When an African dictator jails her husband, Shandurai goes into exile in Italy, studying medicine and keeping house for Mr. Kinsky, an eccentric English pianist and composer. She lives in one room of his Roman palazzo. He besieges her with flowers, gifts, and music, declaring passionately that he loves her, would go to Africa with her, would do anything for her. "What do you know of Africa?," she asks, then, in anguish, shouts, "Get my husband out of jail!" The rest of the film plays out the implications of this scene and leaves Shandurai with a choice.Written by
Being such a small-scale effort, Bernardo Bertolucci was able to cover off roughly 20-25 scenes every day, four times more than he would be able to cover on a bigger budget film. See more »
[after he gave her a wedding ring that used to belong to his deceased aunt]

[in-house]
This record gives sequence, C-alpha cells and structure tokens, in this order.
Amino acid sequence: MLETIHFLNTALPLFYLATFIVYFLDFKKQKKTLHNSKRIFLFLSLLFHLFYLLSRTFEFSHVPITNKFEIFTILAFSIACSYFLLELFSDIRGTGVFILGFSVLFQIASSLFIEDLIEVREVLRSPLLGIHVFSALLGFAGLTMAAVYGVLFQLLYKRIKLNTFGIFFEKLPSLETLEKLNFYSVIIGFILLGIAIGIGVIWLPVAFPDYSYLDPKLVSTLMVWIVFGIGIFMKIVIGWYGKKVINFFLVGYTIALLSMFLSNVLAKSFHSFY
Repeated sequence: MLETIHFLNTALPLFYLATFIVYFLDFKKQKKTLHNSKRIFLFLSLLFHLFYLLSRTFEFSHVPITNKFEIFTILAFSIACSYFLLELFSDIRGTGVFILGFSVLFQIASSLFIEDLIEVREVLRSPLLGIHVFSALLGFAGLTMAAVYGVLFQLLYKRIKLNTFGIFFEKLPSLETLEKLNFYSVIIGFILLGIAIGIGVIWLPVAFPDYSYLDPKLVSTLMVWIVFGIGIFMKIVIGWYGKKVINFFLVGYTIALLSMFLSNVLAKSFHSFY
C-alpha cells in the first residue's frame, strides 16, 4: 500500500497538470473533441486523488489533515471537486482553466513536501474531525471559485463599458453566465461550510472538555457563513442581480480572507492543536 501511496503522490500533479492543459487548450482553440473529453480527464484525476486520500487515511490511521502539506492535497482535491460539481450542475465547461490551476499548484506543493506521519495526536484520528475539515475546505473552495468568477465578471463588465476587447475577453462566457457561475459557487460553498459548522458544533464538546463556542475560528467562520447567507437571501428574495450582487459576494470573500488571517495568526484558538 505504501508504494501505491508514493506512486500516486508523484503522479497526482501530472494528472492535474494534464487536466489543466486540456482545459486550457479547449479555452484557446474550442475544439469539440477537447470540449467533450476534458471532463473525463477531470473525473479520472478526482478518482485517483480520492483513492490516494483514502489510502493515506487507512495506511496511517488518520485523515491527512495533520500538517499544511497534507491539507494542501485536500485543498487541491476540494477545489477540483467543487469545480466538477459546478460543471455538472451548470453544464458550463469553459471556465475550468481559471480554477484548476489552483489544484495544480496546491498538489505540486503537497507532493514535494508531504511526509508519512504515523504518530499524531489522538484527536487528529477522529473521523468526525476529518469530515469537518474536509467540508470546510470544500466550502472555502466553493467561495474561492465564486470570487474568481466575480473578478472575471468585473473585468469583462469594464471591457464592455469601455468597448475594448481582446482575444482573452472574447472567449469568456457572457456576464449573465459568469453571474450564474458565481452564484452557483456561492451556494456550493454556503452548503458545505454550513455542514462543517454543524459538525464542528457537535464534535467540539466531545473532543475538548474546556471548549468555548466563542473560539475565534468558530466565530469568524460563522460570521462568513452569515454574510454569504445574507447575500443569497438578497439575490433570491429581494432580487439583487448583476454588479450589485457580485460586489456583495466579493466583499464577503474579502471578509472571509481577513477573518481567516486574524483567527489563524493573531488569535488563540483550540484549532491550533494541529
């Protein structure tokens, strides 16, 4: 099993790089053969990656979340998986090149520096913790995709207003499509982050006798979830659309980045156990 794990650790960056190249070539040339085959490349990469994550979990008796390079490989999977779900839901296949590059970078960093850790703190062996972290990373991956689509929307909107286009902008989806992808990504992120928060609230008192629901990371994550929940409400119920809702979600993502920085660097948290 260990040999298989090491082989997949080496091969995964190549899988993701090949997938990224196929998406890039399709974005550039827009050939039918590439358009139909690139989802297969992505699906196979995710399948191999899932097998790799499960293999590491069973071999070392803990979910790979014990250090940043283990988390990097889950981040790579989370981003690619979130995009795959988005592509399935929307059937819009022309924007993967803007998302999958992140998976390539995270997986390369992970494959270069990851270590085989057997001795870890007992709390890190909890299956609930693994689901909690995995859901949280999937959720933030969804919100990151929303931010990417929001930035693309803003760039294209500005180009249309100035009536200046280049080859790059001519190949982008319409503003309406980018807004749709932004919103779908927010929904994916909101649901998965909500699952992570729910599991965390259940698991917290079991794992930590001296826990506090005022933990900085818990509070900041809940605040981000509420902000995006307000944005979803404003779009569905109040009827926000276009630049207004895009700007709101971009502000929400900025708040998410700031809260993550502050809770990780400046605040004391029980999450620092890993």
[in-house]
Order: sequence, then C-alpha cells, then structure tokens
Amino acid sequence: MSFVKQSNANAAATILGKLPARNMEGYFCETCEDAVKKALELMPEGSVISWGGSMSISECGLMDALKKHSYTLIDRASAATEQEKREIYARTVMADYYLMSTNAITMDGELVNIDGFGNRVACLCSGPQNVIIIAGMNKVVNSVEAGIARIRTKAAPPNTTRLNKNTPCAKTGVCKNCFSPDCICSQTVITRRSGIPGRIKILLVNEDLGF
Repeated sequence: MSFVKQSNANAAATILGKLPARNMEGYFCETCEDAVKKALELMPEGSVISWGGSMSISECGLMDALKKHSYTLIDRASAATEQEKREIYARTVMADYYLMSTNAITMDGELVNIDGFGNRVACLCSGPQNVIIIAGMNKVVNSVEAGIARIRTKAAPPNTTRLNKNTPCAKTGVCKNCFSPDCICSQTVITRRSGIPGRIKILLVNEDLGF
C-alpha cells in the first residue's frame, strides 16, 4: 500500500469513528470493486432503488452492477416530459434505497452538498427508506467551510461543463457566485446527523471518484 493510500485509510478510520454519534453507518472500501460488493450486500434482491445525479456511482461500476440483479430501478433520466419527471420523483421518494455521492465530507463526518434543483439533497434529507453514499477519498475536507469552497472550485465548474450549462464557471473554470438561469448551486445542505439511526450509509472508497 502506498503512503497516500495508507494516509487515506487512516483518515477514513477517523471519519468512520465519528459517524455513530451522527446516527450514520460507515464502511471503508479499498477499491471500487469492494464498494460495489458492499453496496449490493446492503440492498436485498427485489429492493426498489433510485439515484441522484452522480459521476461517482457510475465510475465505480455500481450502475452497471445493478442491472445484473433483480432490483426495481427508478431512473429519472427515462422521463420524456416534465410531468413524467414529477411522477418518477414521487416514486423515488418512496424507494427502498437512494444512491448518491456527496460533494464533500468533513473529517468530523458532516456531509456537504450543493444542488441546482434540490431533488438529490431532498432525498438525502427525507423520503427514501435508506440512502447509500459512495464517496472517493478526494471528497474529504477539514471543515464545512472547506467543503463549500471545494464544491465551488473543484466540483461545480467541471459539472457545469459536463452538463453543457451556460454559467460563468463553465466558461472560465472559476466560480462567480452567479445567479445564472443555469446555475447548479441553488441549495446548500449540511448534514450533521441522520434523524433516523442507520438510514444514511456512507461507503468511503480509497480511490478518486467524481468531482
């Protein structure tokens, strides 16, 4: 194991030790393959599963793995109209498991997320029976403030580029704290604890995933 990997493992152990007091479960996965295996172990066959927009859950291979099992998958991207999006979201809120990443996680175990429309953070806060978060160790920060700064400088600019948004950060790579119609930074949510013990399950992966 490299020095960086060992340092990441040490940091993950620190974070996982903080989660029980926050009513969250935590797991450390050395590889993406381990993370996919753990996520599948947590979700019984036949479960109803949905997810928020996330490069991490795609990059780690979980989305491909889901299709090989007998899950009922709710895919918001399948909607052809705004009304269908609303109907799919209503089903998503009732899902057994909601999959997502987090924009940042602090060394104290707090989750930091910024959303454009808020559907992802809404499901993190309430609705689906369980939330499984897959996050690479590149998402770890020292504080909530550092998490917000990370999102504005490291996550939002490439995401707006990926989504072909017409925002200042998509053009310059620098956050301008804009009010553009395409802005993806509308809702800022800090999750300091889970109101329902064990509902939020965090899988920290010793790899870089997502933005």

I love you. Marry me.
Let me go!
Please love me. I'd do anything. What do I have to do to make you love me?
You get my husband out of jail!
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I thought this was an extraordinarily beautiful film. The care and complexity of the cinematography was truly breathtaking. The acting was superb as well. I couldn't help feeling, though, that the emotion at the core (Kinsky's "love" of Shandurai) was more an evocation of an older man's (Bertolucci's) fantasy world of women. I found the emotional exploitation of Shandurai unpardonable. Here is a woman who has lost everything, and then gives up her respect and dignity because her employer gets her husband out of jail (the image of her sneaking into his bed, giving herself to him like a servant was belittling). I would have found the film truly bittersweet and empowering had Kinsky sacrificed so much and gained nothing.
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